Why do critics ignore the potential civilian casualties if an airstrike against ISIS doesn’t take place? Let’s think about the moral hazard of inaction.
Many individuals and groups are quick to criticize the U.S.-led coalition when airstrikes aimed at defeating the Islamic State sometimes cause civilian deaths. What they never seem to take into consideration is what I’ve begun to call the moral hazard that arises when force is not used.
In a nutshell, shouldn’t there be as much consideration of the civilian suffering sure to occur if a strike is forgone and the terrorists who would have been killed live on to commit all manner of atrocities on the helpless? The hard truth is that it isn’t necessarily true that when an airstrike doesn’t take place, civilian casualties are avoided.
This week the New York Times published an op-ed (“Does the U.S. Ignore Its Civilian Casualties in Iraq and Syria?”) by a Chris Woods, who leads something called “Airwars” which describes itself as a “project aimed both at tracking and archiving the international air war against so-called Islamic State and other groups in Iraq, Syria and Libya.” The essay rails against the coalition air war against Islamic State in Iraq and Syria (ISIS), claiming that there is “one [civilian] death for every nine strikes.” (This is based on a casualty estimate that is many times that estimated by the U.S.)
What he either doesn’t know or declines to share with his readers is that even if his numbers are correct (which I don’t believe they are), militarily speaking they still would reflect an astonishingly successful effort at limiting incidental harm to civilians given the situation. The Islamic State not only embeds itself in densely-urban civilian areas, it also embraces the loathsome and cowardly tactic of making wholesale use of human shields.
Coalition airstrikes have been the centerpiece of the counter-ISIS campaign which the military calls Operation Inherent Resolve There have been more that 14,000 airstrikes against over 26,000 ISIS targets, and they have been largely responsible for the killing of an estimated 45,000 ISIS fighters in the last two years.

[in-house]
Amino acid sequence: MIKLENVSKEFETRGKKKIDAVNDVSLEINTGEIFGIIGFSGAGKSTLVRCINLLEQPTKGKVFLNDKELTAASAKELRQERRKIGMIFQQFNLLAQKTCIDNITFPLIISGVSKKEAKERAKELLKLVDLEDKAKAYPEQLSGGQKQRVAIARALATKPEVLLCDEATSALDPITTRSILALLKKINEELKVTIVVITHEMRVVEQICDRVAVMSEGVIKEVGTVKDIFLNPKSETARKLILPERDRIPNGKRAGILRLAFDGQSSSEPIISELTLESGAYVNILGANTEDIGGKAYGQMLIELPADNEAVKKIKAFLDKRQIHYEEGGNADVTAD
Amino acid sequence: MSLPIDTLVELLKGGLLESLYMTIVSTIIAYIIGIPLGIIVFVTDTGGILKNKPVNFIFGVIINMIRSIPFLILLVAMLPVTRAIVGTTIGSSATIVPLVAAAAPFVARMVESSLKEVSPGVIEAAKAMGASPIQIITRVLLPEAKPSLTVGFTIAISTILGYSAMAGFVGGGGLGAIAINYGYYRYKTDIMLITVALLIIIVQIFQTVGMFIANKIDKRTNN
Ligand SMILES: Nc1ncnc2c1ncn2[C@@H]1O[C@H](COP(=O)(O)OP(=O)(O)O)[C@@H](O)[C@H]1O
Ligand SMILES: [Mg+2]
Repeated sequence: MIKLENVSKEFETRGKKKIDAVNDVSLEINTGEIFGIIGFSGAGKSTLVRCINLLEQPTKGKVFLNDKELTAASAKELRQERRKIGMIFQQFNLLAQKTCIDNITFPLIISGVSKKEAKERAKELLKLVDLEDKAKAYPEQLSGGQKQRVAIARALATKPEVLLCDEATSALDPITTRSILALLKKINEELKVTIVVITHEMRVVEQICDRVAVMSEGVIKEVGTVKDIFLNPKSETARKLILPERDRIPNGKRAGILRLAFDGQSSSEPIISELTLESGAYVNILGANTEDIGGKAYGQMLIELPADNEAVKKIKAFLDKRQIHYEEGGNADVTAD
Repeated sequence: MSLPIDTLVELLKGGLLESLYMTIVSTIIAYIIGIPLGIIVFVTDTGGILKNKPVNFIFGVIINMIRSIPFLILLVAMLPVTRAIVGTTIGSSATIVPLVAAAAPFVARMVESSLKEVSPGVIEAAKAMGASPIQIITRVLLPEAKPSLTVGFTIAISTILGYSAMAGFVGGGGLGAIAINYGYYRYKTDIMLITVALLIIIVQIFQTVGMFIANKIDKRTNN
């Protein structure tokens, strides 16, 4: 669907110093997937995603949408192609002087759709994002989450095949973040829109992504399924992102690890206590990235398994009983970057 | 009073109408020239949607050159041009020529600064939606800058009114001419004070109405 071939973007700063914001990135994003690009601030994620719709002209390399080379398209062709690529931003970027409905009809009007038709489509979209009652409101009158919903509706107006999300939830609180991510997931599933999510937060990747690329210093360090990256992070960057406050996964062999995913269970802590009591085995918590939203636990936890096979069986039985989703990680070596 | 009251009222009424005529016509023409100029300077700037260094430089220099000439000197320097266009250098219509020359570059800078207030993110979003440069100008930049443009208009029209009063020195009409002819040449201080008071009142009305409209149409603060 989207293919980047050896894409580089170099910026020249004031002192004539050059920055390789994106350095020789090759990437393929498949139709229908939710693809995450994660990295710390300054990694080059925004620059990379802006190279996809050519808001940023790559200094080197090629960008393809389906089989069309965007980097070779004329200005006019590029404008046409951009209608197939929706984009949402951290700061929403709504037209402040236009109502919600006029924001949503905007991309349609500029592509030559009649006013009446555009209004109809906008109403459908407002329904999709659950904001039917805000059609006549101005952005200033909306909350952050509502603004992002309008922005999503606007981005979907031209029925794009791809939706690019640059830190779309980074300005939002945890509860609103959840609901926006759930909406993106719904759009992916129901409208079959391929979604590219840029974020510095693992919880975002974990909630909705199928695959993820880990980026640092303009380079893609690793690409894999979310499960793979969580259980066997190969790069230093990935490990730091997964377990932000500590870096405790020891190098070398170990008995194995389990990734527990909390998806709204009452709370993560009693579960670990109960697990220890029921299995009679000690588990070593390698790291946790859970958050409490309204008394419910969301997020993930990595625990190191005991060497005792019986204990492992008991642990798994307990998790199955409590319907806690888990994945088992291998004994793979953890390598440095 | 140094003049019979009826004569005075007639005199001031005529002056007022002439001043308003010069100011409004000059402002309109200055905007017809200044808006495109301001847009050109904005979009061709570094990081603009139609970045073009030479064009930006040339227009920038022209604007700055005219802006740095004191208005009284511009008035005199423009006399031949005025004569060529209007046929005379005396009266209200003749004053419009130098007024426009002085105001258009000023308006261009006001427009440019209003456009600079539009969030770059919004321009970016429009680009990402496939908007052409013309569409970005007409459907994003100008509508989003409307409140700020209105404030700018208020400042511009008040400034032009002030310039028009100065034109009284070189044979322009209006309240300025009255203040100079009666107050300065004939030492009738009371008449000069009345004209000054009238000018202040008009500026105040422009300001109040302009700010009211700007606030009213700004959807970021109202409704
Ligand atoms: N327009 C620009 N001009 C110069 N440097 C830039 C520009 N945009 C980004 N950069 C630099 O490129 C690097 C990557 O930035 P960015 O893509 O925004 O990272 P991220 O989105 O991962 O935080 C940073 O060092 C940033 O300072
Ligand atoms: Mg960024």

Ask yourself this: if those 45,000 fighters hadn’t been attacked and killed, how much death and misery would they have inflicted on the civilians they’ve subjugated? The UN estimated last January that in Iraq alone, ISIS had killed more than 18,000 people (and there are certainly thousands more in Syria). And let’s not forget that these are the people who systematically tortured American Kalyla Mueller into becoming a sex-slave for Islamic States kingpin Abu Bakr al-Baghdadi.
Woods also fails to inform his readers that, as the International Committee of the Red Cross explains, international law does not prohibit attacks even when it is certain that civilian casualties will occur. Rather, it is only when it is expected that civilian deaths would be “excessive in relation to the concrete and direct military advantage anticipated” would the law require an airstrike to be called off (Emphasis added.) From my perspective, even using his numbers, Mr. Woods has yet to make the case that the deaths, however regrettable, were “excessive.”
I invite you to take a look at my new essay over on War on the Rocks where I explore a bit more this new conception of “moral hazard” that can be occasioned by inaction. As British philosopher John Stuart Mill observed in his 1859 essay, a “person may cause evil to others not only by his actions but by his inaction, and in either case he is justly accountable to them for the injury.”